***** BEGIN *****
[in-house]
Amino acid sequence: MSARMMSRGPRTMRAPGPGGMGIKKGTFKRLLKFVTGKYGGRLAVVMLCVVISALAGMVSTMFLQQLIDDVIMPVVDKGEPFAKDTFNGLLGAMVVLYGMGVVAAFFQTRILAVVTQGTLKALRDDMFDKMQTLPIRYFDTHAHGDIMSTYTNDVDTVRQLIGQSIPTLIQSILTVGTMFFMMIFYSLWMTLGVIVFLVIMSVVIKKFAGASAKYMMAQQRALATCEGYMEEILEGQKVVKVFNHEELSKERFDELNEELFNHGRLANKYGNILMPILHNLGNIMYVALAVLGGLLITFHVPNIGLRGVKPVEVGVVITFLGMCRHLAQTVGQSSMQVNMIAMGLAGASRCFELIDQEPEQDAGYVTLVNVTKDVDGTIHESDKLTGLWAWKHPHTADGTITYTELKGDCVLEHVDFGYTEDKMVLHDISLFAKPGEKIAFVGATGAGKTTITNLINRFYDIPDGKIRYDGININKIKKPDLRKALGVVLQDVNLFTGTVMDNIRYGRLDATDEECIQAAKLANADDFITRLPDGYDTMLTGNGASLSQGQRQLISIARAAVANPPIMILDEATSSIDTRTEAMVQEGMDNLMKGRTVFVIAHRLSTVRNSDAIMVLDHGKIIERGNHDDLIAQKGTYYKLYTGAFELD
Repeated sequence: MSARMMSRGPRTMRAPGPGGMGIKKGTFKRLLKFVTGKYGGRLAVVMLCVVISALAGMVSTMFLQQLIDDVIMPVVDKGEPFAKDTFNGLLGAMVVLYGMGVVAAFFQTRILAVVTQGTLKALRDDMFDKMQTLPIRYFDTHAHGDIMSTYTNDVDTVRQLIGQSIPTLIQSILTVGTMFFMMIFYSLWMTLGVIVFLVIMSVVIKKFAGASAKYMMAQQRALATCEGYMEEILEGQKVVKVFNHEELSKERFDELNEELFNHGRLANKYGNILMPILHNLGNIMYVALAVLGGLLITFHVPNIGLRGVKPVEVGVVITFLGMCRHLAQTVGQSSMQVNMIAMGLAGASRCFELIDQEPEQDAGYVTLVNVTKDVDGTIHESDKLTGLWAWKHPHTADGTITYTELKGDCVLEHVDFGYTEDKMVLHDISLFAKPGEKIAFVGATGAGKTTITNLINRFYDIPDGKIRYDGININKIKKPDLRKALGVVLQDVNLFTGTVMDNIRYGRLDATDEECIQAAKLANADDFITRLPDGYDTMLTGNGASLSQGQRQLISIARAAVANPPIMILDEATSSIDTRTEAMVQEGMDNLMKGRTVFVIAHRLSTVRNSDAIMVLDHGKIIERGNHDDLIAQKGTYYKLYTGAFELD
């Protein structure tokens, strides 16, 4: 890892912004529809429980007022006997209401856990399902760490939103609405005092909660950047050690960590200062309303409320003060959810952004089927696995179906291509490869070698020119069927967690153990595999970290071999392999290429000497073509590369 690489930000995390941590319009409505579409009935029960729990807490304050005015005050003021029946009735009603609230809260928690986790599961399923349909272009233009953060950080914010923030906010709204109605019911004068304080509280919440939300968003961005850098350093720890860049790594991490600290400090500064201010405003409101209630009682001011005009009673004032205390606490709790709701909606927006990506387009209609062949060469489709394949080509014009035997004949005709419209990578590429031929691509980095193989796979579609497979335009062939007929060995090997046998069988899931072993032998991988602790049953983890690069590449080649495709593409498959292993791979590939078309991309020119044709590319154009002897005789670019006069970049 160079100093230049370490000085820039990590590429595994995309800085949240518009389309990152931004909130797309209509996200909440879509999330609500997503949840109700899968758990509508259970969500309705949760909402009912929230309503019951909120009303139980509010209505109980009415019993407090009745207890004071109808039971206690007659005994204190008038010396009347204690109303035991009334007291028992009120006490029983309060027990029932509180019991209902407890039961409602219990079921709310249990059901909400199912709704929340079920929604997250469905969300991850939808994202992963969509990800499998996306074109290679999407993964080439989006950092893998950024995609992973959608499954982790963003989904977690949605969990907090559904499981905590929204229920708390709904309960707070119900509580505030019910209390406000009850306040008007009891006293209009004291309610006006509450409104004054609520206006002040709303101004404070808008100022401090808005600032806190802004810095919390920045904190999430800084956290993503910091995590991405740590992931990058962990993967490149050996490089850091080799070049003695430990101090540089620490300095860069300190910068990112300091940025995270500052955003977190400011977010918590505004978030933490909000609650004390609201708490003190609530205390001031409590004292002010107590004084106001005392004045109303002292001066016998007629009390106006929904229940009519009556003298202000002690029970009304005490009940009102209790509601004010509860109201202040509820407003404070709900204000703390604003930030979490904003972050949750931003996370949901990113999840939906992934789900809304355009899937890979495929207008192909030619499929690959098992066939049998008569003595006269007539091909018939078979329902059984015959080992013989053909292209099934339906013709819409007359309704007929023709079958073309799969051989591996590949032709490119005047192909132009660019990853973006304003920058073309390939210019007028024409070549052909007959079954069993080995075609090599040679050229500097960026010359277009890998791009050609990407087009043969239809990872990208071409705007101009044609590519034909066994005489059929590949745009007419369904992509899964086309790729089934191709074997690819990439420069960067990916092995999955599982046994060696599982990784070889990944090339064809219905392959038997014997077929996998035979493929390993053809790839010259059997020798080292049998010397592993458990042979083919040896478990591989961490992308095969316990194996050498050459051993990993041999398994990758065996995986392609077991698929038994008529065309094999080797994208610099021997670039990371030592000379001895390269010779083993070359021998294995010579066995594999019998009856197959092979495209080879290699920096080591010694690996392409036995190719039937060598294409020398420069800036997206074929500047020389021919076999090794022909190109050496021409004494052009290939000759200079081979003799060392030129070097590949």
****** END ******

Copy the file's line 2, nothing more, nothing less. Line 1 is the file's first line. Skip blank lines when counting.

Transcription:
Amino acid sequence: MSARMMSRGPRTMRAPGPGGMGIKKGTFKRLLKFVTGKYGGRLAVVMLCVVISALAGMVSTMFLQQLIDDVIMPVVDKGEPFAKDTFNGLLGAMVVLYGMGVVAAFFQTRILAVVTQGTLKALRDDMFDKMQTLPIRYFDTHAHGDIMSTYTNDVDTVRQLIGQSIPTLIQSILTVGTMFFMMIFYSLWMTLGVIVFLVIMSVVIKKFAGASAKYMMAQQRALATCEGYMEEILEGQKVVKVFNHEELSKERFDELNEELFNHGRLANKYGNILMPILHNLGNIMYVALAVLGGLLITFHVPNIGLRGVKPVEVGVVITFLGMCRHLAQTVGQSSMQVNMIAMGLAGASRCFELIDQEPEQDAGYVTLVNVTKDVDGTIHESDKLTGLWAWKHPHTADGTITYTELKGDCVLEHVDFGYTEDKMVLHDISLFAKPGEKIAFVGATGAGKTTITNLINRFYDIPDGKIRYDGININKIKKPDLRKALGVVLQDVNLFTGTVMDNIRYGRLDATDEECIQAAKLANADDFITRLPDGYDTMLTGNGASLSQGQRQLISIARAAVANPPIMILDEATSSIDTRTEAMVQEGMDNLMKGRTVFVIAHRLSTVRNSDAIMVLDHGKIIERGNHDDLIAQKGTYYKLYTGAFELD